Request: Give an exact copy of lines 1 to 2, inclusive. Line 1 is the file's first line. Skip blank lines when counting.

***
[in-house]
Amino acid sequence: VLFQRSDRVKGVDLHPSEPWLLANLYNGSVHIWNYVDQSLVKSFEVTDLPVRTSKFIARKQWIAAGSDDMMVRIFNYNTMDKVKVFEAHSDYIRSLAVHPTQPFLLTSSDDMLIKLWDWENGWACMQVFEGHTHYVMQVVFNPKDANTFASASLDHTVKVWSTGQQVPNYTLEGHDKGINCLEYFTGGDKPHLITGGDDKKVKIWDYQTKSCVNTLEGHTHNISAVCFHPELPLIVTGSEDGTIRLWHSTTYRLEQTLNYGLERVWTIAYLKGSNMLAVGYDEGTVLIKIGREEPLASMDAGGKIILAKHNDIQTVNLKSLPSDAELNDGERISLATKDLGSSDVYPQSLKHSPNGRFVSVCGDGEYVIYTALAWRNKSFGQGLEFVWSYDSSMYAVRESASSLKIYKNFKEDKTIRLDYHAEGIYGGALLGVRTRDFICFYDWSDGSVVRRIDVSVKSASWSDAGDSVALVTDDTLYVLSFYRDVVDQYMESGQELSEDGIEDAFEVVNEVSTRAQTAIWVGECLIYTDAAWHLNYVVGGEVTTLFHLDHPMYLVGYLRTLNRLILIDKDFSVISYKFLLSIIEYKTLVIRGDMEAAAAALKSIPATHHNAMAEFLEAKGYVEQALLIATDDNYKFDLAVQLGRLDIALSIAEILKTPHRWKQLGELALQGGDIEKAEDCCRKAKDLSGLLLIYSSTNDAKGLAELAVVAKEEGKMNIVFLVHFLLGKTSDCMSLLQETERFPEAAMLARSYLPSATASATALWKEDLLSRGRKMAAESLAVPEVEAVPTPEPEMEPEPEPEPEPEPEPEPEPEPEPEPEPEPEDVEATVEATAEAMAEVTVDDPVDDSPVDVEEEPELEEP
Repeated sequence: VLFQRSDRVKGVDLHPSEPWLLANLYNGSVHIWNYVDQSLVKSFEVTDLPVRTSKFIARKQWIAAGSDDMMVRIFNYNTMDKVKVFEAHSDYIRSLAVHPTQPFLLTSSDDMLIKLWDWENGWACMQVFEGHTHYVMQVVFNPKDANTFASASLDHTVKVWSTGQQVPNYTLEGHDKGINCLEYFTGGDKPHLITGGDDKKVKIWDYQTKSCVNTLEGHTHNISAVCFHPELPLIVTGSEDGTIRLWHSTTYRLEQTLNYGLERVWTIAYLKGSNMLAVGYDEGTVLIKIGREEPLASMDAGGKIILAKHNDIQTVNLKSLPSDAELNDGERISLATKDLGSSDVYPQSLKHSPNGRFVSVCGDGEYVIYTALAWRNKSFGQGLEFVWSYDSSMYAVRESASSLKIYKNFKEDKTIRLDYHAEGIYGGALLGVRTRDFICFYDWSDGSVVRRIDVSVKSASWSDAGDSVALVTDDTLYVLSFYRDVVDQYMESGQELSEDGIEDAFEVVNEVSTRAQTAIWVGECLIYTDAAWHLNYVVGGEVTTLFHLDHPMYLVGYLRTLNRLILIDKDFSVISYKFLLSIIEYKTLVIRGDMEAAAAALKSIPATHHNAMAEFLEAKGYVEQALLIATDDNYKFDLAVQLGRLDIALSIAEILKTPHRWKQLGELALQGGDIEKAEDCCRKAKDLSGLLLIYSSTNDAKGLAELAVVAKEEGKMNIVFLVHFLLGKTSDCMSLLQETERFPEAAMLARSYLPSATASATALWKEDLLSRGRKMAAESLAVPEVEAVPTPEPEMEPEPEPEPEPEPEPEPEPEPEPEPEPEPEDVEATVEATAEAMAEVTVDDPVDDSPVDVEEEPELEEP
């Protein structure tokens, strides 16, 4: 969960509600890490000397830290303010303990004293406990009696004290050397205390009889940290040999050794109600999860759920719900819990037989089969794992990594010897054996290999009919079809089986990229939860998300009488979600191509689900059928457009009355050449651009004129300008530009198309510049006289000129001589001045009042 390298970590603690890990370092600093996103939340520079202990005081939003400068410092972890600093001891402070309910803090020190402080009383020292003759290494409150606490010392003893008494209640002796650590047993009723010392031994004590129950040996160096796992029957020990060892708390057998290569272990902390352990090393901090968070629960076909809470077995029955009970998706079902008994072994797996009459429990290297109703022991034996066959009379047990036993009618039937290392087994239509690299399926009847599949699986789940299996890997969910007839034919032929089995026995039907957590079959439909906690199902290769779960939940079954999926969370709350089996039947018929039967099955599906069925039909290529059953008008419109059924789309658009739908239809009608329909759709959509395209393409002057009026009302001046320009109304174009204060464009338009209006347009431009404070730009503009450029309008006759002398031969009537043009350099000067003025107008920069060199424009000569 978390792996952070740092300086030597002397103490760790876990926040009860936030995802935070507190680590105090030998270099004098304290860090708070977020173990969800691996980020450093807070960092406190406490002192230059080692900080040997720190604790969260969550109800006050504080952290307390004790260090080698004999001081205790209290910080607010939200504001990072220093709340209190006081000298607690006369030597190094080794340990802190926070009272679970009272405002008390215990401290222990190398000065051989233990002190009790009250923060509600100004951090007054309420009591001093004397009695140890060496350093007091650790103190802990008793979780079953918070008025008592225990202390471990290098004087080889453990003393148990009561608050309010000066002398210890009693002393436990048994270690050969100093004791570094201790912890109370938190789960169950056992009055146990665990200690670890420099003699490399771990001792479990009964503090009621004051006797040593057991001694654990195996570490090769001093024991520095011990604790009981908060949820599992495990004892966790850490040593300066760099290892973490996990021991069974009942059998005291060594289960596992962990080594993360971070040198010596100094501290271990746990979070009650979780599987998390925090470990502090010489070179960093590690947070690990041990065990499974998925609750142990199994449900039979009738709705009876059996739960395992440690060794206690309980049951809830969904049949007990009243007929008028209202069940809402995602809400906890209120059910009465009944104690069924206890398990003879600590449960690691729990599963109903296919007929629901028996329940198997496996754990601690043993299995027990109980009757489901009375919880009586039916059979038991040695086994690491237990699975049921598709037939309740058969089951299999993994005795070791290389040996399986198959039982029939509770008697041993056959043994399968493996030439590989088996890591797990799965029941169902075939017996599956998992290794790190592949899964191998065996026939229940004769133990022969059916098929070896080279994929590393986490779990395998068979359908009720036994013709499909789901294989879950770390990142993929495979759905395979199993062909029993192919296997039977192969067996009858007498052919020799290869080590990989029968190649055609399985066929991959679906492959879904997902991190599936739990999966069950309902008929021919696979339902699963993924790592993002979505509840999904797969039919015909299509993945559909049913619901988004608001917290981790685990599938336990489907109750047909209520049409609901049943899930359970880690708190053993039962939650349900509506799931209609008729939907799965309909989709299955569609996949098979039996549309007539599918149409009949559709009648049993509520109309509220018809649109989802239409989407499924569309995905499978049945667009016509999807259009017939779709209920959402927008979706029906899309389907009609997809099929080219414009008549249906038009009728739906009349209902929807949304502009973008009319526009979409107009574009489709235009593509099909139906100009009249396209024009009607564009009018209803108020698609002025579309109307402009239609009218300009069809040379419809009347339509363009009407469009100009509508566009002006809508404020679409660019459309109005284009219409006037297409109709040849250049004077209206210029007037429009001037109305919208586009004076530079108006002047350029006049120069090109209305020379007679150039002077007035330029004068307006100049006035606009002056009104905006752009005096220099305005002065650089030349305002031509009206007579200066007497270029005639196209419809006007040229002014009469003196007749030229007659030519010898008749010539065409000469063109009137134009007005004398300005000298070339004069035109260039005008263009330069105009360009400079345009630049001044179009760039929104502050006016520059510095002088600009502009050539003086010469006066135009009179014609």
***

[in-house]
Amino acid sequence: VLFQRSDRVKGVDLHPSEPWLLANLYNGSVHIWNYVDQSLVKSFEVTDLPVRTSKFIARKQWIAAGSDDMMVRIFNYNTMDKVKVFEAHSDYIRSLAVHPTQPFLLTSSDDMLIKLWDWENGWACMQVFEGHTHYVMQVVFNPKDANTFASASLDHTVKVWSTGQQVPNYTLEGHDKGINCLEYFTGGDKPHLITGGDDKKVKIWDYQTKSCVNTLEGHTHNISAVCFHPELPLIVTGSEDGTIRLWHSTTYRLEQTLNYGLERVWTIAYLKGSNMLAVGYDEGTVLIKIGREEPLASMDAGGKIILAKHNDIQTVNLKSLPSDAELNDGERISLATKDLGSSDVYPQSLKHSPNGRFVSVCGDGEYVIYTALAWRNKSFGQGLEFVWSYDSSMYAVRESASSLKIYKNFKEDKTIRLDYHAEGIYGGALLGVRTRDFICFYDWSDGSVVRRIDVSVKSASWSDAGDSVALVTDDTLYVLSFYRDVVDQYMESGQELSEDGIEDAFEVVNEVSTRAQTAIWVGECLIYTDAAWHLNYVVGGEVTTLFHLDHPMYLVGYLRTLNRLILIDKDFSVISYKFLLSIIEYKTLVIRGDMEAAAAALKSIPATHHNAMAEFLEAKGYVEQALLIATDDNYKFDLAVQLGRLDIALSIAEILKTPHRWKQLGELALQGGDIEKAEDCCRKAKDLSGLLLIYSSTNDAKGLAELAVVAKEEGKMNIVFLVHFLLGKTSDCMSLLQETERFPEAAMLARSYLPSATASATALWKEDLLSRGRKMAAESLAVPEVEAVPTPEPEMEPEPEPEPEPEPEPEPEPEPEPEPEPEPEDVEATVEATAEAMAEVTVDDPVDDSPVDVEEEPELEEP